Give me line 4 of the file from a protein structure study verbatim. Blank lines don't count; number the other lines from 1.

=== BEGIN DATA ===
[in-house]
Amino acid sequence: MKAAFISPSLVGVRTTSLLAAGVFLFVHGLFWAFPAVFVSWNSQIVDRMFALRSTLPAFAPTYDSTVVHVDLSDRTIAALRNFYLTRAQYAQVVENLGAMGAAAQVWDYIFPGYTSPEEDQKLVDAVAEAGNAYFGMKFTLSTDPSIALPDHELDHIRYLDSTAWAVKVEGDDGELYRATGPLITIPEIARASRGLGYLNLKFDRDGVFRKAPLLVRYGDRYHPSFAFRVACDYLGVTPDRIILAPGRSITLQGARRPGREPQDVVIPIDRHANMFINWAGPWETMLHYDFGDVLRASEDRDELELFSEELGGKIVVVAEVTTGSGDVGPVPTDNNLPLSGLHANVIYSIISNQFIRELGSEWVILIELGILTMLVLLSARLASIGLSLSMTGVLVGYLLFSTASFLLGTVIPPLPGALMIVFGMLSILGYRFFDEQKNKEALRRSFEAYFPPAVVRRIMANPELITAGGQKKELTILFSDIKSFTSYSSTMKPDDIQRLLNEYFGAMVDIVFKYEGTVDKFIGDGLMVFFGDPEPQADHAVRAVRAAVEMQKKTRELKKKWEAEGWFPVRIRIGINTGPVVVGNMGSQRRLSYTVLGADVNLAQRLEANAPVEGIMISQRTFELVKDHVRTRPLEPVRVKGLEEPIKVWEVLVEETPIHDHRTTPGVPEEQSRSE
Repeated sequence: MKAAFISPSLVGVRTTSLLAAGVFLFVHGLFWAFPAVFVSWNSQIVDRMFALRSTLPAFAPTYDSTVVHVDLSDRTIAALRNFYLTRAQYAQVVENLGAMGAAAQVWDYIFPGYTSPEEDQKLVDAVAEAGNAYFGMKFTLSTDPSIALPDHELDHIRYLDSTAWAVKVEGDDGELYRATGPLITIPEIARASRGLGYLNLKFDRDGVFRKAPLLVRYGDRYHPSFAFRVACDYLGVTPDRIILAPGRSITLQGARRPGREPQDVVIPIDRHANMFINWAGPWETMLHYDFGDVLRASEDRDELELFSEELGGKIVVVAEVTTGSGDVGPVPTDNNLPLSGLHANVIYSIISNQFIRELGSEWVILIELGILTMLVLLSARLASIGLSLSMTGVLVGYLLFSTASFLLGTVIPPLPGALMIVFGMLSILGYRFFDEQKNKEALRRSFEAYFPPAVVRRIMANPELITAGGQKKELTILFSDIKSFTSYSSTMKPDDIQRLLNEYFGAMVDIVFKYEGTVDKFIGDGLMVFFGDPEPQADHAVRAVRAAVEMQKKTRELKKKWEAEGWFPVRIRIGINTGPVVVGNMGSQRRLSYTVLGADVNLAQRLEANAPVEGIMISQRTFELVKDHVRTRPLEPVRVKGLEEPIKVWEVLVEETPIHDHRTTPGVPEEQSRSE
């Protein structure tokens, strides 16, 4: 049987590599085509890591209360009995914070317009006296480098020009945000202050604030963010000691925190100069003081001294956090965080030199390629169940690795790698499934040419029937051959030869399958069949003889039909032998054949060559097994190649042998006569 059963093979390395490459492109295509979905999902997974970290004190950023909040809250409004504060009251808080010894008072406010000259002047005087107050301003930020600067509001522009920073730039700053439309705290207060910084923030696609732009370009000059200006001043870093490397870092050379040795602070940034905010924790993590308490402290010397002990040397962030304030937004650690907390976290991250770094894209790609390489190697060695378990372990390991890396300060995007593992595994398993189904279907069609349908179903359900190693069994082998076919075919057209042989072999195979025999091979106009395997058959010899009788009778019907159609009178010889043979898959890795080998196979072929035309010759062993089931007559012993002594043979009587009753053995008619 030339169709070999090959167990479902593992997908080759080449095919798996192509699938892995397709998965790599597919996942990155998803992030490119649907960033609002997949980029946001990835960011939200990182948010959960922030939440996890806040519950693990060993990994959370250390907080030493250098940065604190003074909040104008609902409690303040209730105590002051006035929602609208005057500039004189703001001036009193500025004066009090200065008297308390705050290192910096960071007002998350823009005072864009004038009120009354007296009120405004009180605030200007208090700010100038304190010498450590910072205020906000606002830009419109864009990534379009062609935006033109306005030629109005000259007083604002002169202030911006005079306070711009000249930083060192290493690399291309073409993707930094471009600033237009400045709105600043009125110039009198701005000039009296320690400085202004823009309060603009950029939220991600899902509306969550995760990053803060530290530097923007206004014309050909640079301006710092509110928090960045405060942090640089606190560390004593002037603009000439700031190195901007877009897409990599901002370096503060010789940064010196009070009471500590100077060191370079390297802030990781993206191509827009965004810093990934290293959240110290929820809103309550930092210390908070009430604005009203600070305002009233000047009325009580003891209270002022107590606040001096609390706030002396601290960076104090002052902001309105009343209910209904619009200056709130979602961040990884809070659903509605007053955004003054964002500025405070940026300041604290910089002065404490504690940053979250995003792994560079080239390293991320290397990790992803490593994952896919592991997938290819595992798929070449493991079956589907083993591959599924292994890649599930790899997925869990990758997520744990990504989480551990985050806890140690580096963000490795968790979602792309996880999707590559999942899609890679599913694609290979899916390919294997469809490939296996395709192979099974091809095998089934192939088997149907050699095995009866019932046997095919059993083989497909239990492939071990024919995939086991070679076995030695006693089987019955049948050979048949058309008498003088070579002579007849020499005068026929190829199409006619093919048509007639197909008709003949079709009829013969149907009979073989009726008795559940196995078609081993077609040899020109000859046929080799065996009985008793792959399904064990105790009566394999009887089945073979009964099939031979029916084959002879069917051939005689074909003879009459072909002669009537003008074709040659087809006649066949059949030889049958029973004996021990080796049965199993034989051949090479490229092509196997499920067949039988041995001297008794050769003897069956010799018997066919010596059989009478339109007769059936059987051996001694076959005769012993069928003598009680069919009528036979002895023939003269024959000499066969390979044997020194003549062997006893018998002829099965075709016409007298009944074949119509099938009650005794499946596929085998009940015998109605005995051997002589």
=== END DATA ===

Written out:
């Protein structure tokens, strides 16, 4: 049987590599085509890591209360009995914070317009006296480098020009945000202050604030963010000691925190100069003081001294956090965080030199390629169940690795790698499934040419029937051959030869399958069949003889039909032998054949060559097994190649042998006569 059963093979390395490459492109295509979905999902997974970290004190950023909040809250409004504060009251808080010894008072406010000259002047005087107050301003930020600067509001522009920073730039700053439309705290207060910084923030696609732009370009000059200006001043870093490397870092050379040795602070940034905010924790993590308490402290010397002990040397962030304030937004650690907390976290991250770094894209790609390489190697060695378990372990390991890396300060995007593992595994398993189904279907069609349908179903359900190693069994082998076919075919057209042989072999195979025999091979106009395997058959010899009788009778019907159609009178010889043979898959890795080998196979072929035309010759062993089931007559012993002594043979009587009753053995008619 030339169709070999090959167990479902593992997908080759080449095919798996192509699938892995397709998965790599597919996942990155998803992030490119649907960033609002997949980029946001990835960011939200990182948010959960922030939440996890806040519950693990060993990994959370250390907080030493250098940065604190003074909040104008609902409690303040209730105590002051006035929602609208005057500039004189703001001036009193500025004066009090200065008297308390705050290192910096960071007002998350823009005072864009004038009120009354007296009120405004009180605030200007208090700010100038304190010498450590910072205020906000606002830009419109864009990534379009062609935006033109306005030629109005000259007083604002002169202030911006005079306070711009000249930083060192290493690399291309073409993707930094471009600033237009400045709105600043009125110039009198701005000039009296320690400085202004823009309060603009950029939220991600899902509306969550995760990053803060530290530097923007206004014309050909640079301006710092509110928090960045405060942090640089606190560390004593002037603009000439700031190195901007877009897409990599901002370096503060010789940064010196009070009471500590100077060191370079390297802030990781993206191509827009965004810093990934290293959240110290929820809103309550930092210390908070009430604005009203600070305002009233000047009325009580003891209270002022107590606040001096609390706030002396601290960076104090002052902001309105009343209910209904619009200056709130979602961040990884809070659903509605007053955004003054964002500025405070940026300041604290910089002065404490504690940053979250995003792994560079080239390293991320290397990790992803490593994952896919592991997938290819595992798929070449493991079956589907083993591959599924292994890649599930790899997925869990990758997520744990990504989480551990985050806890140690580096963000490795968790979602792309996880999707590559999942899609890679599913694609290979899916390919294997469809490939296996395709192979099974091809095998089934192939088997149907050699095995009866019932046997095919059993083989497909239990492939071990024919995939086991070679076995030695006693089987019955049948050979048949058309008498003088070579002579007849020499005068026929190829199409006619093919048509007639197909008709003949079709009829013969149907009979073989009726008795559940196995078609081993077609040899020109000859046929080799065996009985008793792959399904064990105790009566394999009887089945073979009964099939031979029916084959002879069917051939005689074909003879009459072909002669009537003008074709040659087809006649066949059949030889049958029973004996021990080796049965199993034989051949090479490229092509196997499920067949039988041995001297008794050769003897069956010799018997066919010596059989009478339109007769059936059987051996001694076959005769012993069928003598009680069919009528036979002895023939003269024959000499066969390979044997020194003549062997006893018998002829099965075709016409007298009944074949119509099938009650005794499946596929085998009940015998109605005995051997002589």